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Despite our best efforts, from time to time most of us get into situations (some people more than others) where we have to make difficult and uncomfortable decisions. Perhaps there is no clear “right” answer, or it is a lose-lose situation. Perhaps it is a person or scenario that not only makes you anxious, but that you actively fear or fear.

Everyone has their own strategies for dealing with these decisions when forced to make them. Some of these involve sitting in a dark corner and eating saltins covered with a weighted blanket, or simply ignoring a problem in hopes that it will magically go away.

But Catherine Andrews – life coach, teacher and writer behind it The Sunday Soother newsletter– takes a different approach: asking certain questions. Here’s what to know.

Why asking questions can help

By doing Edition of their newsletter from April 26, 2021Andrews shares her method for dealing with difficult decisions using a standard list of questions (we’ll get into that in a moment) to help her figure out what to do when she feels stuck. Here is Andrews::

I think a lot of people like my work and my coaching because I ask really good questions. I heard the concept of asking high quality questions a long time ago in order to identify high quality answers (whatever that means), and I’ve dismissed it as self-help fluff, but I’ve honestly got it through my work with myself and others figured out it’s true.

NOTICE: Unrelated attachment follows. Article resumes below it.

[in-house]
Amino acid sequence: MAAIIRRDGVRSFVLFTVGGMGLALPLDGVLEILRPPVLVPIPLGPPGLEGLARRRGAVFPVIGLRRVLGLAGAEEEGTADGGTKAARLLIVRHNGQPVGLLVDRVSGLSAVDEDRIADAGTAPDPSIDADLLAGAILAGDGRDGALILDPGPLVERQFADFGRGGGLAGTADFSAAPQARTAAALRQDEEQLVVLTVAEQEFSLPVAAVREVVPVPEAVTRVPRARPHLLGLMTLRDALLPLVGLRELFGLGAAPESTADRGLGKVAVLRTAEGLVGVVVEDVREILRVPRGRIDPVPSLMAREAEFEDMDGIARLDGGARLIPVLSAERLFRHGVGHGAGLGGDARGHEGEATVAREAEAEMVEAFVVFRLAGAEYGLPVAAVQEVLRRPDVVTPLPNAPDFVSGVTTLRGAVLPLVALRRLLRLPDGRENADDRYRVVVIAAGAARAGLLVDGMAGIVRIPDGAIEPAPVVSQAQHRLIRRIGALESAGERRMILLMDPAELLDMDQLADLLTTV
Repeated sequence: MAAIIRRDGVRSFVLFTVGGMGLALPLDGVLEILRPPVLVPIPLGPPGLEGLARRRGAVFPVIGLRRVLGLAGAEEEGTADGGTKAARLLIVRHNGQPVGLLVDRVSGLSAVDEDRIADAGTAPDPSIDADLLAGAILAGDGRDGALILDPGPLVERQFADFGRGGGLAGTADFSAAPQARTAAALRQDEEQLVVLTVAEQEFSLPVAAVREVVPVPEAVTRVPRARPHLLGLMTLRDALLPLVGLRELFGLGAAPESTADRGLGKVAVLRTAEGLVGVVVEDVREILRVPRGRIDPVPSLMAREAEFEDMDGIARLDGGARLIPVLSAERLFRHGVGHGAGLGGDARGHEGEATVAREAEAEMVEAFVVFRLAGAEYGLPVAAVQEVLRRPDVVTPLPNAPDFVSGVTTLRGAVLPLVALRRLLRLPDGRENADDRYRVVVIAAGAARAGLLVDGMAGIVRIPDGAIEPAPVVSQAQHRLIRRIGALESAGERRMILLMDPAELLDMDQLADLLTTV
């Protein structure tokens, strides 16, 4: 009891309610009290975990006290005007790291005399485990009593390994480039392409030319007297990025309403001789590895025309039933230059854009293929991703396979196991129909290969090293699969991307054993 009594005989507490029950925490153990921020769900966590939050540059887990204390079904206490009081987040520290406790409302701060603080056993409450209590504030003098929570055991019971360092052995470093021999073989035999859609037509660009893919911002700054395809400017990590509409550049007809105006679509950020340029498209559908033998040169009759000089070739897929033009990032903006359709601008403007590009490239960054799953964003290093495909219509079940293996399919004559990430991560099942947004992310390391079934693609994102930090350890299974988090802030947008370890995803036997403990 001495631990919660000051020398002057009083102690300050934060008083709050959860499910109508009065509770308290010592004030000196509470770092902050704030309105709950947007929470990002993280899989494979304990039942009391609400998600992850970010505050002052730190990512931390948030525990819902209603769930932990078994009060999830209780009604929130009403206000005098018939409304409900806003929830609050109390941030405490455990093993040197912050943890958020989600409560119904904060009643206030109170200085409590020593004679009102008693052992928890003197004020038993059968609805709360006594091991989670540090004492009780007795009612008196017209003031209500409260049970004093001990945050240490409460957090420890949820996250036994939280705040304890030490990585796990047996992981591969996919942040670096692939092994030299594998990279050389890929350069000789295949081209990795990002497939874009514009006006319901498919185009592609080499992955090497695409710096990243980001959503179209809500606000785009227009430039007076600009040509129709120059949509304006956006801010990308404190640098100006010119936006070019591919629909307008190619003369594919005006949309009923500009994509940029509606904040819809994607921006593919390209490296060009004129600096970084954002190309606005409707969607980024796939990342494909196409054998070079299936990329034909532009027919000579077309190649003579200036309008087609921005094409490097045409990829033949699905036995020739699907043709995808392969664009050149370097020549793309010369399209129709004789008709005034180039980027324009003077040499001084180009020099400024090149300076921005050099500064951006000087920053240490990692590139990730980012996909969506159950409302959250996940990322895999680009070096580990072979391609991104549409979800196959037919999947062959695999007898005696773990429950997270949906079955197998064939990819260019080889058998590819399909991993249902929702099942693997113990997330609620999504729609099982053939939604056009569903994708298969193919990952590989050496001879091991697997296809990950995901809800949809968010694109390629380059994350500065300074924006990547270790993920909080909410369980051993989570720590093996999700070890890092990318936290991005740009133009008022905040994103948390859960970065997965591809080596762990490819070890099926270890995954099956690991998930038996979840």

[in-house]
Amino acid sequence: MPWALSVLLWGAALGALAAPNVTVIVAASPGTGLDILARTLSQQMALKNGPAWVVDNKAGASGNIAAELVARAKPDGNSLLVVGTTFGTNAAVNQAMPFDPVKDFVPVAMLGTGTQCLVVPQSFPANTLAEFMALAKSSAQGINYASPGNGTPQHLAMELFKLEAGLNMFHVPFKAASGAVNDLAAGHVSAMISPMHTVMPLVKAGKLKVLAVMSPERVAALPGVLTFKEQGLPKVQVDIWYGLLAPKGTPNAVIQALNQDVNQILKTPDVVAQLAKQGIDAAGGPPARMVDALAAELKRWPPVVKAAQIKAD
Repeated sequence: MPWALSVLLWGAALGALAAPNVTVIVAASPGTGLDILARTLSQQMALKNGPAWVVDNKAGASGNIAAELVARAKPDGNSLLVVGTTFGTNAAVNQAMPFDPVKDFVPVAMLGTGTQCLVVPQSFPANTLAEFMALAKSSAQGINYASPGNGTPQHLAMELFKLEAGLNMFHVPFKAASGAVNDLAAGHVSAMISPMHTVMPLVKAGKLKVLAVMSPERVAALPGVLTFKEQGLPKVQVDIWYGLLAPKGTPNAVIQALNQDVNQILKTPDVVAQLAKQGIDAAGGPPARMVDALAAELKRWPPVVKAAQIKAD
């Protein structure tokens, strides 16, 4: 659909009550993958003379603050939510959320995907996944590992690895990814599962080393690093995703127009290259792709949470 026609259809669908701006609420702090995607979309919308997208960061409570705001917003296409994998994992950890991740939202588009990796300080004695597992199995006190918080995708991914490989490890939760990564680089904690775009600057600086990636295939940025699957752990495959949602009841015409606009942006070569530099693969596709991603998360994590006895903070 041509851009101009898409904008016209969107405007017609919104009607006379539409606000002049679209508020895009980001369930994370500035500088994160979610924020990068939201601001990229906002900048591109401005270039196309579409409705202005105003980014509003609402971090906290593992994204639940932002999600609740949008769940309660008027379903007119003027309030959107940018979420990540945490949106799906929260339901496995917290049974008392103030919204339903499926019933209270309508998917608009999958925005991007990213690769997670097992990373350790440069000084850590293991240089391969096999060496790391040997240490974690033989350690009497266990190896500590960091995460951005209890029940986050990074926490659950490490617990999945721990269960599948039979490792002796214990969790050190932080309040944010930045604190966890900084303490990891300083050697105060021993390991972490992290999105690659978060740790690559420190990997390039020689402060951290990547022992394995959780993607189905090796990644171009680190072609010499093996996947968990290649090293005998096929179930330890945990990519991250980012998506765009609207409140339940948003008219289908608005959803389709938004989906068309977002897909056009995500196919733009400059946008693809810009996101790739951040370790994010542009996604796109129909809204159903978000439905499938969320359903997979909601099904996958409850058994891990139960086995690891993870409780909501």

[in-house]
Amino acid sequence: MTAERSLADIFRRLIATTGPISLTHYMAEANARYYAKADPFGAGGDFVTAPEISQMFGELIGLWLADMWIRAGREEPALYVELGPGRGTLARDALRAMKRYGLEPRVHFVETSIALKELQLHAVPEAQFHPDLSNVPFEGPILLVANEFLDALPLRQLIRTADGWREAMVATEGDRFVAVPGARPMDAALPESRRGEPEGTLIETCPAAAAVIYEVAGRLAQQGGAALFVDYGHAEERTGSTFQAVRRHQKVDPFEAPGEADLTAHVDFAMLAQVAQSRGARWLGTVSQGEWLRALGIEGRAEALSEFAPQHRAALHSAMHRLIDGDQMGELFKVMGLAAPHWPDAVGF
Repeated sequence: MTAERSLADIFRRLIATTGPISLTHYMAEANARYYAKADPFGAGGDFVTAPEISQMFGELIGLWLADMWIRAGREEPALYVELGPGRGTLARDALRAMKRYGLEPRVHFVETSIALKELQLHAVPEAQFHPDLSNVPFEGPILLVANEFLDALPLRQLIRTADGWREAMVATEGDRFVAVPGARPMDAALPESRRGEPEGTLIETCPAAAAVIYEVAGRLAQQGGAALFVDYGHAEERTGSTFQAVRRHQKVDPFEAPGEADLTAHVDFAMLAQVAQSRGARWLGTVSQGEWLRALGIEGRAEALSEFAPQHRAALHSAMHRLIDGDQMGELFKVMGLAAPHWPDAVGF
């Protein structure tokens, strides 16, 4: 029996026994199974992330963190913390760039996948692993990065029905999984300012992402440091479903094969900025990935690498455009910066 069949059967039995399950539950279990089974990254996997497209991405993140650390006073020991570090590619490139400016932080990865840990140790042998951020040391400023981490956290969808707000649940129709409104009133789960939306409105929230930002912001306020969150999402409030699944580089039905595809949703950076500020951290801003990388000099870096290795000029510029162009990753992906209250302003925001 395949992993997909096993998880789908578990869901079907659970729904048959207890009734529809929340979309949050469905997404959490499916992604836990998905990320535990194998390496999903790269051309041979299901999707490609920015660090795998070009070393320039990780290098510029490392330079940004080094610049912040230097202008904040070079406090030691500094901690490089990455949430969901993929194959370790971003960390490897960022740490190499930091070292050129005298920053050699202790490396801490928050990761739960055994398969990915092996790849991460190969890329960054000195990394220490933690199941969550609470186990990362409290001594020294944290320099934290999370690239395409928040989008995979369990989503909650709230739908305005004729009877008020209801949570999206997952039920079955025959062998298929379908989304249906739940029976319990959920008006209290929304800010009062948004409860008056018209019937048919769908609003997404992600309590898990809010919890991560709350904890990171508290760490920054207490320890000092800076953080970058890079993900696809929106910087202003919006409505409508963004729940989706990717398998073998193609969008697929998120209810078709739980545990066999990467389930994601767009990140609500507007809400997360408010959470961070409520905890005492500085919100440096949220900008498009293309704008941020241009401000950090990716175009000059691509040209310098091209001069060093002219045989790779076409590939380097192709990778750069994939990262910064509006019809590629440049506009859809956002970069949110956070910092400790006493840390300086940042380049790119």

So whenever I am faced with difficult or anxious situations, or in an attack of fear or shame and a loop that threatens to take over, or really anytime, I return to this list of questions to keep reminding me Again and again, when I ask the right questions, I find the right answers.

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Questions to ask yourself when faced with a complicated decision or situation

Of course, not every approach works for everyone, but this one is worth a try. And so without further ado the questions:

  • Am I trying to read someone else’s intentions in this situation?
  • How could I give myself what I hope this other person will give me?
  • Does this thought arise out of shame or fear? What is a thought that I can have out of self-compassion or hope instead?
  • Can I name three things that I need right now?
  • Can I name three things that I could let go of now?
  • Can I find a way to make this 5% easier for myself?
  • Which answer feels easiest for me?
  • What if what felt right to me was right?
  • Who can benefit from how I think or feel right now?
  • Is there any way I can benefit from or protect myself from continuing to believe or act that way?
  • Where does this situation reflect a pain in me and how can I take care of this pain?
  • Where do I feel this in my body? What wisdom must this sensation tell me?
  • What decision would I make if nobody was watching or judging me?
  • 5 years later, what would tell me what to do?
  • What would it look like to trust?
  • Would that decision make my life bigger or smaller?
  • Is it true? (Hat tip to the great Byron Katie)
  • Do I want to keep thinking about this thing? Why or why not?

No, the “right decision” will not suddenly come to you in a vision after answering the last question on the list. However, according to Andrews, this exercise can be helpful “because sometimes simply rephrasing the right question can get you moving again to get a different perspective on a situation that feels hopeless.”